It doesn’t, but it does have to do with whether a “God” we know anything at all about exists or not. Such an entity might have nothing to do with any human idea about God, be totally unimaginable, etc. etc.

(Ashwin S) #53

Not really. If God exists and he is the cause/creator of all things. We can know that he is extremely powerful and knowledgeable. Perhaps beyond our imagination.
This will give an imperative to search for God. Like you said, all religions might be wrong. But the personal Imperative to seek God and find out about him remains.

Sitting back based on (unprovable) speculations about God being essentially unknowable is definitely an option. But it would an illogical and defeatist attitude IMO.
Besides I know from experience that God does reveal himself to those who seek him. So it would be dishonest on my part to deny it.

(Dr. Patrick Trischitta) #54

Did becoming a Christian improve your life? Is life more meaningful now? How has your morals, values and ethics changed since becoming a Christian? Are you happier?

(John Dalton) #55

True, “nothing at all” is too strong a term. But such knowledge would be limited to very general parameters we derive by conjecture.

We can know that he is extremely powerful and knowledgeable. Perhaps beyond our imagination.

Maybe. Then again, maybe he has no power except that of universe creating. He might not need to know anything to do it. Or anything else really. All of it could be beyond our imagination, totally. It indeed seems to be in my view.

I’m not seeing the imperative (though it’s certainly an option for those who are interested.) Looking at the results people have achieved so far, and the other information about reality that’s available to us, it seems to me like searching for gold nuggets in a street puddle. I would feel justified in taking a pass on that activity–though I do give it all more thought than most, I think.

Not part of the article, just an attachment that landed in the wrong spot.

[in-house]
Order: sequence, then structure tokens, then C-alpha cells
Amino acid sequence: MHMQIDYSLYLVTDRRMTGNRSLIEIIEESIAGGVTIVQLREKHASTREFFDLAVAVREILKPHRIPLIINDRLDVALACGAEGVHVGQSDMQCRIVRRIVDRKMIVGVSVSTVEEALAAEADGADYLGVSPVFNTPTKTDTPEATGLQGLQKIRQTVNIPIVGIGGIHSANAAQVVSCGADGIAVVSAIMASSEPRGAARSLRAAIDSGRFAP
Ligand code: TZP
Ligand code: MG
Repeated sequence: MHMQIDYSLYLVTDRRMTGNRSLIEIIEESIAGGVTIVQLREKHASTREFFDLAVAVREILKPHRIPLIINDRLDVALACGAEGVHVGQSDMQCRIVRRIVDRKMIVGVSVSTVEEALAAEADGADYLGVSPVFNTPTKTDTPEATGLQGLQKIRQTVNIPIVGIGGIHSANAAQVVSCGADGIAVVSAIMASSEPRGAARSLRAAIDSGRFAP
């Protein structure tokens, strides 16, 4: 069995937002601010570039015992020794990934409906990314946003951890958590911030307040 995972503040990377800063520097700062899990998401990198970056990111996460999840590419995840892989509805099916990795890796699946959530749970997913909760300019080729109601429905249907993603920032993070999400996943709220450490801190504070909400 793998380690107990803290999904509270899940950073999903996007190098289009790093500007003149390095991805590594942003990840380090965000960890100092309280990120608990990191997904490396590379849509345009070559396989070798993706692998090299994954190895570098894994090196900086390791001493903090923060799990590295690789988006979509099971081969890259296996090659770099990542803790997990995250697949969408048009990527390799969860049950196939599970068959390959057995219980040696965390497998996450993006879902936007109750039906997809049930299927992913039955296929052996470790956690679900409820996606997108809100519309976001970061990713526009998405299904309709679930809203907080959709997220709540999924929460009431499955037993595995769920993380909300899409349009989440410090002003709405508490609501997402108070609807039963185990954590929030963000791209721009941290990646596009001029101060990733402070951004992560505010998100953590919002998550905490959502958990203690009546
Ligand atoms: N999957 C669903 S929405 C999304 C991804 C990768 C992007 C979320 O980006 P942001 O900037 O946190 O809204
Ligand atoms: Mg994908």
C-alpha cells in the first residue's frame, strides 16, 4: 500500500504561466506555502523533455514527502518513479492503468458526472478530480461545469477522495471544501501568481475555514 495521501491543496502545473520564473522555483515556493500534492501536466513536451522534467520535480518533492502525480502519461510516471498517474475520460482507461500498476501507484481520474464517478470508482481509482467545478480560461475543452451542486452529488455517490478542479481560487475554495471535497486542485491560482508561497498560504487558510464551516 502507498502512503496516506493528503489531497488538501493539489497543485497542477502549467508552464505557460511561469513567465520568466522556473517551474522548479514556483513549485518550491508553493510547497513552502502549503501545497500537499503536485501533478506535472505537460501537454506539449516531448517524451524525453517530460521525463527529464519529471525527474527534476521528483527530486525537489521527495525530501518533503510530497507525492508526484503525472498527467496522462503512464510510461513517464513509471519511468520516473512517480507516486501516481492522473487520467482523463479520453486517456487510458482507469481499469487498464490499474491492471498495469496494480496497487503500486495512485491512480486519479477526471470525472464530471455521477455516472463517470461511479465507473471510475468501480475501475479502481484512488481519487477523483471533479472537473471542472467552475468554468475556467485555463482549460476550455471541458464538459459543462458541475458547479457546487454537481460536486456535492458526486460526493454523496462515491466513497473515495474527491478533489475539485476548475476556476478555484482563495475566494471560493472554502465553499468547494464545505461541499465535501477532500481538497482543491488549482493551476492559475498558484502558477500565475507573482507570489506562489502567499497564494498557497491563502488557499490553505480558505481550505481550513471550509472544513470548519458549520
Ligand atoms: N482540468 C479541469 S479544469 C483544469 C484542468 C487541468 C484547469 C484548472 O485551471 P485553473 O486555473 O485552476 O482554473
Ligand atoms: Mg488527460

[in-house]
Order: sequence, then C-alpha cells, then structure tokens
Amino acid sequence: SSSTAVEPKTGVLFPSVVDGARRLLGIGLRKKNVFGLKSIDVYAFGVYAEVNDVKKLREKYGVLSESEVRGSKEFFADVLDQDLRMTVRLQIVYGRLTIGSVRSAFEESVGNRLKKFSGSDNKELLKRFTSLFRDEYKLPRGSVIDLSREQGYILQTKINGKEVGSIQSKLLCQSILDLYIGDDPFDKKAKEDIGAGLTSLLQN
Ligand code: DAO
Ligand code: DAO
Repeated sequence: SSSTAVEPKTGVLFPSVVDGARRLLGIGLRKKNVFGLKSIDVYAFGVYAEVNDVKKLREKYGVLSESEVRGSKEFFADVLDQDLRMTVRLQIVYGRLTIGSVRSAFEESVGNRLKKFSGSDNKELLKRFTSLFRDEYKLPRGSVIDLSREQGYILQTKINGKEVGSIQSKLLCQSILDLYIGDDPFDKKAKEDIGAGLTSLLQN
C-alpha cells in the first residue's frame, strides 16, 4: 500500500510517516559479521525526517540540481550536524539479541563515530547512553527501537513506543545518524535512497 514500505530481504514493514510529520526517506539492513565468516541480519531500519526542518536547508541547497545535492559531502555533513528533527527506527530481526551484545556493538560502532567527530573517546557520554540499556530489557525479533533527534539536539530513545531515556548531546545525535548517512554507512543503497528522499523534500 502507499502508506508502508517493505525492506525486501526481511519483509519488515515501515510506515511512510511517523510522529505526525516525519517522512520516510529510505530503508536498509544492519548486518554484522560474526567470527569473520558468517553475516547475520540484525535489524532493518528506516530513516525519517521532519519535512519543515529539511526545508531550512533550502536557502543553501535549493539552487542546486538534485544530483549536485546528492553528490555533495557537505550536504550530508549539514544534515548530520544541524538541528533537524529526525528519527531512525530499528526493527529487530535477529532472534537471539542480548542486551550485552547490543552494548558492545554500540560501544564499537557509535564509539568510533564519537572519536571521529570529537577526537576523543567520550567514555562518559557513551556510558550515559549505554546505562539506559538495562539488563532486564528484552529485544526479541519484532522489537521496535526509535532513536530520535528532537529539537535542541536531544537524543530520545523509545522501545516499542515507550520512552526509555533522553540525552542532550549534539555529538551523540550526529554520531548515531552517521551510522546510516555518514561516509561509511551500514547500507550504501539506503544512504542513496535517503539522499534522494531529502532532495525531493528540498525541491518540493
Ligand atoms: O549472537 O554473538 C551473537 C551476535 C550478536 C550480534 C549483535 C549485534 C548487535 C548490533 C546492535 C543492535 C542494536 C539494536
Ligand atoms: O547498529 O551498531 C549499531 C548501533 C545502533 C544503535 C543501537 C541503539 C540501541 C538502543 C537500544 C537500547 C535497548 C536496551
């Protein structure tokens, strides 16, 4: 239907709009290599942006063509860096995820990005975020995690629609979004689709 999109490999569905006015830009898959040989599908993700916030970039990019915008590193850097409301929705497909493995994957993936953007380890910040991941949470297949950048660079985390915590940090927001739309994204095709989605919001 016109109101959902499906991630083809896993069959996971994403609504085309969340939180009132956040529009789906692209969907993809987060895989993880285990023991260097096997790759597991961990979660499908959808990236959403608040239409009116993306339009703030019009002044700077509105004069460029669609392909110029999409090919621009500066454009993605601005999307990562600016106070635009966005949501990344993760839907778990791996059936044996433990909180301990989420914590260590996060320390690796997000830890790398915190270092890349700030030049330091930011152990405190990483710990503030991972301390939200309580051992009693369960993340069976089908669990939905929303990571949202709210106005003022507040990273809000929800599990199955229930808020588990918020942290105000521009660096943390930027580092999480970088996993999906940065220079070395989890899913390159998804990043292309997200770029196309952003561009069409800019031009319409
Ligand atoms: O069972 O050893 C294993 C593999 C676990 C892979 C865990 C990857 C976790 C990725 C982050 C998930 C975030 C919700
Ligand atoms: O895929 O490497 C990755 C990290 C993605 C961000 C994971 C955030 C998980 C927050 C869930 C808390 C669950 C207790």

Ha, we are diametrically opposed–in one sense. On the other hand, as I’ve said, I’m all for knowing as much about it as possible. I think about it a lot and I would love nothing better than to understand it to the core. Reality has a way of smacking your hopes and dreams in the face though, and here the reality looks like that that information isn’t readily available to us. I’m not going to cry in my beer about that. I don’t think that attitude is defeatist. I think it’s realistic. And I’m all for anybody thinking about as much as they like. I’m even usually willing to listen.

I guess a convincing demonstration of that isn’t possible, so it doesn’t do me any good. I’m not going to deny anyone’s personal revelations. But I hope they will equally recognize that they’re revelations to them and not to me.

(The Honest Skeptic) #56

Absolutely did for me. I would say that this is a mostly-universal affirmative. Not that bad things don’t happen, but that we can find joy in all (most) situations.

(The Honest Skeptic) #57

You did not answer, except to ask a question. Why is “he exists” more complicated (okay, complex) than “he was made up?” Please do not reply with a question.

(The Honest Skeptic) #58

No power except that of “universe creating?” Don’t you think that universe envisioning alone would require more intelligence than what humans possess on a grand scale?

(Retired Professor & Minister.) #59

In my case, I sometimes wonder if I am merely a figment of my own imagination.

(Dr. Patrick Trischitta) #60

What if the properties of empty space are such that universes just pop into existence every trillion trillion years?